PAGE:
Valve to bring Dota majors in-house

On April 24, Valve announced it would be revamping its competitive structure for Dota 2

Photo via Jakob Wells/Flickr (CC BY 2.0)

On April 24, Valve announced it would be revamping its competitive structure for Dota 2. In a similar vein to its other popular esport title, Counter-Strike: Global Offensive, the format would feature four “majors,” comprised of three new events and The International, over the year.

In Global Offensive, esports tournament organisers are invited to “pitch” for the event, with Valve making a decision on who will host them based on a number of criteria. When the new Dota major structure was announced, most assumed it would operate in a similar manner.

Sources within several esports organizations, however, say they were informed today that Valve will be running all Dota majors in the same way it runs The International: It will control all aspects of organizing the tournaments and will only collaborate with other tournament organizers from a broadcast production standpoint.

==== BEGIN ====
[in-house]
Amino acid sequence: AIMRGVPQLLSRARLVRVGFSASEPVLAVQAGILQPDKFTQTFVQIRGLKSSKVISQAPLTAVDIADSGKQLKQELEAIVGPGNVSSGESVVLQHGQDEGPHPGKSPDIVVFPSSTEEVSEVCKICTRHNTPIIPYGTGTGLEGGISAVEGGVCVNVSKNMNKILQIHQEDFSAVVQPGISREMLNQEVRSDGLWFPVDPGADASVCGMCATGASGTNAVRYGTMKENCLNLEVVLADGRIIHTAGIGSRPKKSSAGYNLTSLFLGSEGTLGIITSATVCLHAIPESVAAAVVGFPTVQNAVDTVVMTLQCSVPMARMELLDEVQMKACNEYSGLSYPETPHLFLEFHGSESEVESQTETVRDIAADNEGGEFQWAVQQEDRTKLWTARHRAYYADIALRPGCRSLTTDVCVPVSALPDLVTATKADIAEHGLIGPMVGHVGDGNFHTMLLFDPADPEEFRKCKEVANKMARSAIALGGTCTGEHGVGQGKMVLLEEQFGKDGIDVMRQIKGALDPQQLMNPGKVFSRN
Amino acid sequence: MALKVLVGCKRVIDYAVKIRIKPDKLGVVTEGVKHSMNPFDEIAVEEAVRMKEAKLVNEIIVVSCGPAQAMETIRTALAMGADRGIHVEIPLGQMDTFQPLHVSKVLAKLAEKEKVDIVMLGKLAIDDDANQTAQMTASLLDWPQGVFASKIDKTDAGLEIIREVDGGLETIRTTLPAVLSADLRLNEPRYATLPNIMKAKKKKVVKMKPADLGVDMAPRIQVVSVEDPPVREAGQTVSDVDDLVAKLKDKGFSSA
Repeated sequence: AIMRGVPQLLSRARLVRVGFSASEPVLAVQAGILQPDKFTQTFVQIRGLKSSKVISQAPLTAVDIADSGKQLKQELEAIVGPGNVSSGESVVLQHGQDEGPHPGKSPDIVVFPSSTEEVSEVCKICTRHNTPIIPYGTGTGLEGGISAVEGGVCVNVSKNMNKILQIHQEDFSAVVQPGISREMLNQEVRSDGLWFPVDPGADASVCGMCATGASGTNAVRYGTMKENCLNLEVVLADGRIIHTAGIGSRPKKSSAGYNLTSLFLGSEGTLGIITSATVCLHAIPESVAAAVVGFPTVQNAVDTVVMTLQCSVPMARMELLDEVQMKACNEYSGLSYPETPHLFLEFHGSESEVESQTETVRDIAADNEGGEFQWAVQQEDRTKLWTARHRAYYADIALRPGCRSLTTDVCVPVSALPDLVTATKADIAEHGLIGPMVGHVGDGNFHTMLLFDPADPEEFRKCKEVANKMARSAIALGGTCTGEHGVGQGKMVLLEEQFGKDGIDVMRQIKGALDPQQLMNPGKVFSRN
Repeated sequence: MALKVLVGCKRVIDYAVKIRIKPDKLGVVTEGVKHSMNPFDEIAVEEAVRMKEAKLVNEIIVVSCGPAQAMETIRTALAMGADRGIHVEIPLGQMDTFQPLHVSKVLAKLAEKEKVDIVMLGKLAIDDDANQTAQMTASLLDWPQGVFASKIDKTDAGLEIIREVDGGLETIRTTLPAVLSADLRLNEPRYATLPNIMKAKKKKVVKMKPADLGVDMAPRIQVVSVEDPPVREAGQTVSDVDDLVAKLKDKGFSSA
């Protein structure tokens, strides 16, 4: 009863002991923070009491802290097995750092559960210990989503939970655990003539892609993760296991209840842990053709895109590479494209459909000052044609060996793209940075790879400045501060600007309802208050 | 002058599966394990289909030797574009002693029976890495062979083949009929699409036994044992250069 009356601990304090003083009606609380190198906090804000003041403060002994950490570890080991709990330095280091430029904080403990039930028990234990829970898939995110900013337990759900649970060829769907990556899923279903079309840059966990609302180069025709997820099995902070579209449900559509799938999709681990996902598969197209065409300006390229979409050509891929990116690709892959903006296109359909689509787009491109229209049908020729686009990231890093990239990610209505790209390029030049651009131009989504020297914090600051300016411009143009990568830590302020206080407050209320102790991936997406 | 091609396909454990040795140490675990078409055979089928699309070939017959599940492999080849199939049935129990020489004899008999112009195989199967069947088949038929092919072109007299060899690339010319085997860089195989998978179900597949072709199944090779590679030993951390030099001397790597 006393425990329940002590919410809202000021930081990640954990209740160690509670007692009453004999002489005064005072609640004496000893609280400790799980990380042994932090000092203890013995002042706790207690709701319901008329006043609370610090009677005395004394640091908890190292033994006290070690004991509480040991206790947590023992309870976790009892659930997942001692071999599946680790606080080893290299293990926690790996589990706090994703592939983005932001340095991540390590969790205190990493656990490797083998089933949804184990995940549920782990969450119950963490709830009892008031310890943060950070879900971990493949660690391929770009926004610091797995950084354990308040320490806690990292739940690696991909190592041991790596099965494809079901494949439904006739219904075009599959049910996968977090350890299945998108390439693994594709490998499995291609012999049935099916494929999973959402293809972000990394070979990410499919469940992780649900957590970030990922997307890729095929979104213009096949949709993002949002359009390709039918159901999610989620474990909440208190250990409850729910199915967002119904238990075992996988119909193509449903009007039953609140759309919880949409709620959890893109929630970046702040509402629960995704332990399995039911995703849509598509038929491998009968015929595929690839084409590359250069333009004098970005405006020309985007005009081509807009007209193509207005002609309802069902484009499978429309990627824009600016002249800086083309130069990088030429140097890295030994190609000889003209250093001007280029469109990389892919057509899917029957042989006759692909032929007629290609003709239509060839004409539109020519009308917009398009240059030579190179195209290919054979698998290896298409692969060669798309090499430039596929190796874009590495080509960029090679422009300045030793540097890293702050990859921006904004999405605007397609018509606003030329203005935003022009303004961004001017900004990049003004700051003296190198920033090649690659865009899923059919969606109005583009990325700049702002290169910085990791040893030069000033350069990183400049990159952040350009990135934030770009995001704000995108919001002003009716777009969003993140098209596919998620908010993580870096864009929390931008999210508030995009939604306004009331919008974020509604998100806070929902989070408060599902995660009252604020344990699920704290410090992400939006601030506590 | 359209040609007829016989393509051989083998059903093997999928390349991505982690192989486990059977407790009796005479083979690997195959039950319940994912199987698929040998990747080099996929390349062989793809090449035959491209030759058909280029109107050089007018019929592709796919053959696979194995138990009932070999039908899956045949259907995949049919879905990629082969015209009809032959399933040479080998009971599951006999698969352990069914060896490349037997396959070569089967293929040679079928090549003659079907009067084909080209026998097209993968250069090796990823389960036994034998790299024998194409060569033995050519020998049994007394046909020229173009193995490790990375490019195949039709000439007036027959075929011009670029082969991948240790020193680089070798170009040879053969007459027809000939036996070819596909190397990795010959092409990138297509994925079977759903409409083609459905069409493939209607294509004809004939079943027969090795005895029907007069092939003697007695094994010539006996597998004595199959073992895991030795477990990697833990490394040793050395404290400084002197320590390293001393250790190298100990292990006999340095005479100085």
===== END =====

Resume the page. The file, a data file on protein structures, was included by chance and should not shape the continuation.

This actually goes back on Valve’s initial announcement, in which it clearly stated the events would be part of existing tournaments:

“The three additional tournaments will be Valve-sponsored events hosted by third-party organizers at different locations around the world. Teams that participate in these events will be required to adhere to limited roster trade periods during the year.”

In the month since the announcement, the company has apparently decided to change its plan.

This is a blow to tournament organizers for a number of reasons, the largest of which is, of course, money. The profits for being a production team are far less than those for the event organizer. By the same token, the events are being added to an already crammed calendar. So any events that planned to run close to Valve’s official tournaments will most likely have to be cancelled. This potentially hits the tournament organizers in the pocket twice.

The International already dominates the Dota calendar in a way that makes any overlap with other events unthinkable. With qualifiers, a week-long event, travel time, and team  preparation, it can eat up as much of a month. Tournament organizers are now worried that having this happen four times a year might mean they have to reconsider supporting Dota LAN events as a long-term strategy.

Valve informed the tournament organisers that the first event will take place in November, with February and May the next two event dates before The International. 

Photo via Jakob Wells/Flickr (CC BY 2.0)